Bryan Cohen Apr. 24, 2013, 5:19pm

NASHVILLE, Tenn. (Legal Newsline) -- Tennessee Attorney General Robert Cooper, Jr., announced a settlement Tuesday with a Tennessee firm that allegedly marketed a medical device without prior approval from the U.S. Food and Drug Administration.

Thomas Michael Haarlander, doing business as The Avalon Effect Inc., allegedly made misleading marketing claims about a medical device called the Quantum Series Wellness Pack.

Haarlander allegedly violated the Tennessee Consumer Protection Act by marketing the medical device with claims it could cure or treat symptoms of fungal meningitis, Lyme disease and methicillin-resistant Staphylococcus aureus without proper substantiation.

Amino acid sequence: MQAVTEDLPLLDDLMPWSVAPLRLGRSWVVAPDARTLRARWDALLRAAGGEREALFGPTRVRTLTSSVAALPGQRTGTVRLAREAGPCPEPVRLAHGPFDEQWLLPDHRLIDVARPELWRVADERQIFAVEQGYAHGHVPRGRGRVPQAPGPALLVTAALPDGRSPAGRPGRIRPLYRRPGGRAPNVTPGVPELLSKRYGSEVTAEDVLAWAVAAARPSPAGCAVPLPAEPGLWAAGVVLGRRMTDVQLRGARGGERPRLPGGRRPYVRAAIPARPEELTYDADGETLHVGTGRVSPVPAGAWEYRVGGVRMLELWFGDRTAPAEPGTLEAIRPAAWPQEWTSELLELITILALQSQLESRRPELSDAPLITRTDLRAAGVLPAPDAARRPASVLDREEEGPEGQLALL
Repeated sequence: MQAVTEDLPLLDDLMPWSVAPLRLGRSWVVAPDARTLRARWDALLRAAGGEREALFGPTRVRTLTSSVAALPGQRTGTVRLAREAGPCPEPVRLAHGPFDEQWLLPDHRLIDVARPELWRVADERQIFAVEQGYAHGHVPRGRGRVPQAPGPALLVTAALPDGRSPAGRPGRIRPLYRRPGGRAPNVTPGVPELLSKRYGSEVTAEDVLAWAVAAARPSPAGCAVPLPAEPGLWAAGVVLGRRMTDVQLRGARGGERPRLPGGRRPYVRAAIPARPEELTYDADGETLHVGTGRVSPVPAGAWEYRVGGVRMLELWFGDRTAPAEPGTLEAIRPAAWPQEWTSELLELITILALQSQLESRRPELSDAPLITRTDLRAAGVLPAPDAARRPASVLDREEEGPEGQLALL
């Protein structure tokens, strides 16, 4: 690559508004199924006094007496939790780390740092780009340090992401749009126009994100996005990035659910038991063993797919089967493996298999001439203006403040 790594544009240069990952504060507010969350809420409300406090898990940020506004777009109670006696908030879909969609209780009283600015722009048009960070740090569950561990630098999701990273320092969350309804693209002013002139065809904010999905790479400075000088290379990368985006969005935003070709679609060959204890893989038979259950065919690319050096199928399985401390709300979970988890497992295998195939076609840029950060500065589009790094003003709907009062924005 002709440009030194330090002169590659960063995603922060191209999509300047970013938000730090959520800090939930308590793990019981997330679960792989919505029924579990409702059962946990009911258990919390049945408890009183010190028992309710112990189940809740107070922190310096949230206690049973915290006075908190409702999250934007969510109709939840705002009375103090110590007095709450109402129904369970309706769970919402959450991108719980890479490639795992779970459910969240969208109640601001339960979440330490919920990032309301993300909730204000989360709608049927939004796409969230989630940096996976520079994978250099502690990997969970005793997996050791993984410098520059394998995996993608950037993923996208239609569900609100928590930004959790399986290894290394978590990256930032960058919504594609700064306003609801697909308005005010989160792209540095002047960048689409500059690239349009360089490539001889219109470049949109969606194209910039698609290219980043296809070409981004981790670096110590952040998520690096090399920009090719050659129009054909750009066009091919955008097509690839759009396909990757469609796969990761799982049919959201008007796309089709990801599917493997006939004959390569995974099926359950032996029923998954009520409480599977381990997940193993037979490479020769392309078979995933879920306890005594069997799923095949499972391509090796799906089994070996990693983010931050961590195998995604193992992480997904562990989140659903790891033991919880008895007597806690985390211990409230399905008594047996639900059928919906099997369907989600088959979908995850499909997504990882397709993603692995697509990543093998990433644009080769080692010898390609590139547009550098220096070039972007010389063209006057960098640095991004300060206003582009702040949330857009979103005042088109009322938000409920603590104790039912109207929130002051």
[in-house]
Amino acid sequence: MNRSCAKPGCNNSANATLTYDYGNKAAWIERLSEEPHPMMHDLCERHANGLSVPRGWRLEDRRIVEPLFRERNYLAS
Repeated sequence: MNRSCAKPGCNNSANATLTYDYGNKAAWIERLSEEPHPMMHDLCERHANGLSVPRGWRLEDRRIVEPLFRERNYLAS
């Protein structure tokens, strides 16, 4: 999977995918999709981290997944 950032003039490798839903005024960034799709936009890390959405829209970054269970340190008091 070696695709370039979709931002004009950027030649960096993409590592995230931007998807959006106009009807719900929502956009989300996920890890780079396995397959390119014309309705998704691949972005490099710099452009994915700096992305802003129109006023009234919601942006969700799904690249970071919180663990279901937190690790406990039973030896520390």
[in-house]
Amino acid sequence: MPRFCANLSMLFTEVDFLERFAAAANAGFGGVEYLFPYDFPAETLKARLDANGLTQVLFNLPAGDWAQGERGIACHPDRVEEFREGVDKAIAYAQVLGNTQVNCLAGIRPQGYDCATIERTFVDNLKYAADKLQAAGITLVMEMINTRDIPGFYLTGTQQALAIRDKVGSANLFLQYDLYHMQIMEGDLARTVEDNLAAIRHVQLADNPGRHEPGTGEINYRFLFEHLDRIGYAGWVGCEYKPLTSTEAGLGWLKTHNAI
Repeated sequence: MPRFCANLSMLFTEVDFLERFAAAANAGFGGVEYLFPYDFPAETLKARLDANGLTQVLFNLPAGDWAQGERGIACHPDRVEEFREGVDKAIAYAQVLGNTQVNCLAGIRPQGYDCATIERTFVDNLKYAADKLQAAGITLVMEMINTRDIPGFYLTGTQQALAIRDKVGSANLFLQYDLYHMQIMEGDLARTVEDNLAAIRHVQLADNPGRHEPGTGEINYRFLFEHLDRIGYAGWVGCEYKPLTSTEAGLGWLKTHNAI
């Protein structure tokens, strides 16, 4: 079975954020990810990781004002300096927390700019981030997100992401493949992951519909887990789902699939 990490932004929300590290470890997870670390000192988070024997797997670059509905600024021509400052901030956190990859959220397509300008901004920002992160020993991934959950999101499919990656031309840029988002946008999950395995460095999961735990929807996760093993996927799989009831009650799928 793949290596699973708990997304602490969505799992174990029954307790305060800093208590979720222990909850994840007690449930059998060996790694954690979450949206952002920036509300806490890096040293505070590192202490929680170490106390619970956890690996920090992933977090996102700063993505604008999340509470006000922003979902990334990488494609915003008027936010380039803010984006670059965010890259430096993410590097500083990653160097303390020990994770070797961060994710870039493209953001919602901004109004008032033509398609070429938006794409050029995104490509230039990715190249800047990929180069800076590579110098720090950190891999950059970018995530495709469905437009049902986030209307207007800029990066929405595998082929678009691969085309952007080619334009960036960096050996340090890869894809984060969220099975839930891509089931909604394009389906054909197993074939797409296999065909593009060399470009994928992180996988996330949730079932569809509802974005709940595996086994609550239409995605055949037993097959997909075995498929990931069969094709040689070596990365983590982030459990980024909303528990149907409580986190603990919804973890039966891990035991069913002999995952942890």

Haarlander's company allegedly made the marketing claims between Oct. 11 and Nov. 7, during the substantial media coverage of the nationwide fungal meningitis outbreak.

"It is imperative that a company can show that claims used to market a product are true," Cooper said in a statement. "This is especially true in this case because the claims were made during a time when Tennesseans were already frightened because of the fungal meningitis outbreak.

"It's always a good idea to do some research a product before buying a product or service touting instant or miracle cures or treatments."

Under the terms of the settlement, The Avalon Effect is permanently enjoined from offering any medical device for sale without prior FDA approval, permanently barred from offering for sale any good or service to improve, treat or cure any disease or illness without at least two valid medical studies to support the representations, and required to place $50,000 in an escrow fund to refund customers who bought the product.

More News